My arrest has galvanised Sinn Fein campaign, says Gerry Adams
Gerry Adams has claimed that his arrest galvanised his party's European election campaign.
The Sinn Fein president was released from Antrim police station just over a week ago after four days of questioning.
He was interrogated by detectives about the 1972 murder of Belfast mother-of-10 Jean McConville and other alleged links with the IRA. The former West Belfast MP vehemently rejects allegations made by former republican colleagues that he ordered her abduction and death.
"It has galvanised the Sinn Fein party and the broader republican family," he said at an election manifesto launch in Belfast.
"Now they are very focused, there is an alertness that the process here cannot be taken for granted and people are looking to the work that Martin (McGuinness) and our other representatives have done around raising peace process issues."
Mrs McConville, a 37-year-old widow, was dragged, screaming, away from her children in the Divis flats in west Belfast by a gang of up to 12 men and women after being wrongly accused of informing to the security forces.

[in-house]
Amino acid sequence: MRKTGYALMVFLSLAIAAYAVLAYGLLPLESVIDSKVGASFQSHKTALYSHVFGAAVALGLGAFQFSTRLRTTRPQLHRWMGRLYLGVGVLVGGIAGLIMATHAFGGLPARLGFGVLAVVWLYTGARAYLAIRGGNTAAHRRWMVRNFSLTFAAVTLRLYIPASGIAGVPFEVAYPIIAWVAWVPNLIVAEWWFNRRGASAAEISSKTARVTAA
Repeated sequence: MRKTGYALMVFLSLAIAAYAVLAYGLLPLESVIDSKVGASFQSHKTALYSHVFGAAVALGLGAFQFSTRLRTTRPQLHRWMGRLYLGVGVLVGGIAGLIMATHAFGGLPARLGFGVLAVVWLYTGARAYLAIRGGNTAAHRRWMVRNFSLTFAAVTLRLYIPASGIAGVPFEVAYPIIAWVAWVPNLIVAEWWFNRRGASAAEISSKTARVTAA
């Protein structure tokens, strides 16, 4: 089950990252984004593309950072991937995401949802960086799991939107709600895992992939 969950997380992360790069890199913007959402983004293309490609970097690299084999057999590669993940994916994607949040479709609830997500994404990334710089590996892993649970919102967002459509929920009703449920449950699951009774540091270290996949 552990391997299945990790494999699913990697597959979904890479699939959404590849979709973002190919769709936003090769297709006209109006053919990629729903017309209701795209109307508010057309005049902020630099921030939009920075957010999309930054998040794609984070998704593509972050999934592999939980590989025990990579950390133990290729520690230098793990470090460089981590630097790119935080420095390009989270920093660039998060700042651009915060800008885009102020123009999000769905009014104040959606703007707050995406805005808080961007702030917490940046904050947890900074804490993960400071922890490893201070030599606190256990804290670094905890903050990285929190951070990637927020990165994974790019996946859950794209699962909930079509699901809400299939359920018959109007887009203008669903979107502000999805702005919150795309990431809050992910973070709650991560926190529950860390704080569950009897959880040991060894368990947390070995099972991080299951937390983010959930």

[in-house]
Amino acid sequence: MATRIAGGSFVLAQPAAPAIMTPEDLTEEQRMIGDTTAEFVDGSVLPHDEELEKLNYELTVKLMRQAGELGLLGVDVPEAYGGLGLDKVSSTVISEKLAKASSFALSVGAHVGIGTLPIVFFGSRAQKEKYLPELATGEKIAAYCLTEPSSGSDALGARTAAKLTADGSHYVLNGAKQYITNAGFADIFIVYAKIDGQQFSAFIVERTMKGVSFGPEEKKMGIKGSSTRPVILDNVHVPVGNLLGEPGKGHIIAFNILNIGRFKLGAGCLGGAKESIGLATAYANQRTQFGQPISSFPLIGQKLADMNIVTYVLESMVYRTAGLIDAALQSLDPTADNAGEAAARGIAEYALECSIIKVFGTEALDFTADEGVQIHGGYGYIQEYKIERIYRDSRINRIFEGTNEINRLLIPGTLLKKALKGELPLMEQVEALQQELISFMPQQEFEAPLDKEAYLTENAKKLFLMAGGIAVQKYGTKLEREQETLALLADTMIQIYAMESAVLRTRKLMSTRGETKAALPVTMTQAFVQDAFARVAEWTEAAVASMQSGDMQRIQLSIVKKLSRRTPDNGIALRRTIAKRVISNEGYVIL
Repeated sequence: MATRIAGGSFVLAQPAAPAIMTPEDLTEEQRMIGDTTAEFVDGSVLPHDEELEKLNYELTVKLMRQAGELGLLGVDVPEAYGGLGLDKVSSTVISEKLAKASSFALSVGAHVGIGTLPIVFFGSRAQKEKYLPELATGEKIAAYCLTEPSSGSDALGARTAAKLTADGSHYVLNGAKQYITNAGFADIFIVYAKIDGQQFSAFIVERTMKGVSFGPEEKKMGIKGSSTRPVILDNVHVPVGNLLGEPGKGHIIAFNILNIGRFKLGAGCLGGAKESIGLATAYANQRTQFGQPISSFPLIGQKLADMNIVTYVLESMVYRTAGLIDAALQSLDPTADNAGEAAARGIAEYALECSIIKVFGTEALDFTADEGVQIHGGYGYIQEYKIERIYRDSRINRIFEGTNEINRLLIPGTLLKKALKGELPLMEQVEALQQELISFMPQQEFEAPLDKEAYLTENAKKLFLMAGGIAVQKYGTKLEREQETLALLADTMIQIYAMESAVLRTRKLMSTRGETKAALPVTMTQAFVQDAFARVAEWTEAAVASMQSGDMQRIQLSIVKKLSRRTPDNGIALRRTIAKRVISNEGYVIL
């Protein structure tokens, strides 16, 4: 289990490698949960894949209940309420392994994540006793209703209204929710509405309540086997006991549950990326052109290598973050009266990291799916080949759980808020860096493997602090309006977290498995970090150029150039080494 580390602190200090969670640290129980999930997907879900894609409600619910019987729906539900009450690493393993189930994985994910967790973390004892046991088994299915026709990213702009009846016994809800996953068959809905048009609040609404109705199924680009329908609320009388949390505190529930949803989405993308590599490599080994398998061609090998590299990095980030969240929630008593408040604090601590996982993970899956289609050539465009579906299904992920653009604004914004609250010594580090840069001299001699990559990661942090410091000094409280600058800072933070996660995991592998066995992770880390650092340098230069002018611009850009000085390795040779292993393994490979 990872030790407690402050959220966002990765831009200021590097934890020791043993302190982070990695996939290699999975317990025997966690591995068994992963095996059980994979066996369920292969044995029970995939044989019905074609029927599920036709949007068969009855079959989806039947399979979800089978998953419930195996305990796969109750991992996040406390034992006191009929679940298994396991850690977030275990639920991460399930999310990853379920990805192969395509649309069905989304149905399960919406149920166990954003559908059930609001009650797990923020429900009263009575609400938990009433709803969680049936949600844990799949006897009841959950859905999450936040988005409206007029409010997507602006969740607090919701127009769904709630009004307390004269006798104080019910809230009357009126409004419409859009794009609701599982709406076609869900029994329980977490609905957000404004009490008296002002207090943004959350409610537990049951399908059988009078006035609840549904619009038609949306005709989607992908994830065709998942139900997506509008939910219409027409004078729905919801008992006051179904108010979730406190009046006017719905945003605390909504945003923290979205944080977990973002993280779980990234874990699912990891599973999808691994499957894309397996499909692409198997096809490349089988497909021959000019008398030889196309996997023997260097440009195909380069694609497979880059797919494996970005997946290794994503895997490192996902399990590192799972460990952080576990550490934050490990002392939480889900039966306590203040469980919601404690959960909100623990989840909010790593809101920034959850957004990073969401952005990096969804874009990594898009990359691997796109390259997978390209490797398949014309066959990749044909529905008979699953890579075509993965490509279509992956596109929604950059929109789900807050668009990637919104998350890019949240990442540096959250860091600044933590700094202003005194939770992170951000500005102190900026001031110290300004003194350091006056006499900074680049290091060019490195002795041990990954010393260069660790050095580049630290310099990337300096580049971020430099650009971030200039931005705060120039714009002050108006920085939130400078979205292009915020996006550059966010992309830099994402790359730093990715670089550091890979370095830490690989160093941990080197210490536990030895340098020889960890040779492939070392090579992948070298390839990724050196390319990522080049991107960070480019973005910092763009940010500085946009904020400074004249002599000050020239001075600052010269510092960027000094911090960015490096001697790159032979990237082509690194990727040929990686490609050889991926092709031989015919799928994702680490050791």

She was interrogated, shot in the back of the head and then secretly buried – becoming one of the 'Disappeared' victims of the Troubles.
Her body was not found until 2003 on a beach in Co Louth, 50 miles from her home.
Mr Adams' arrest prompted deputy First Minister Mr McGuinness to claim that a "dark side" of the PSNI was behind his detention, an allegation which Chief Constable Matt Baggott denied.
Mr Adams said: "The worst thing is the signal that it was sending out to citizenry that have vested and invested their hopes in the future."
The veteran republican has been canvassing in Cork in the days since his release.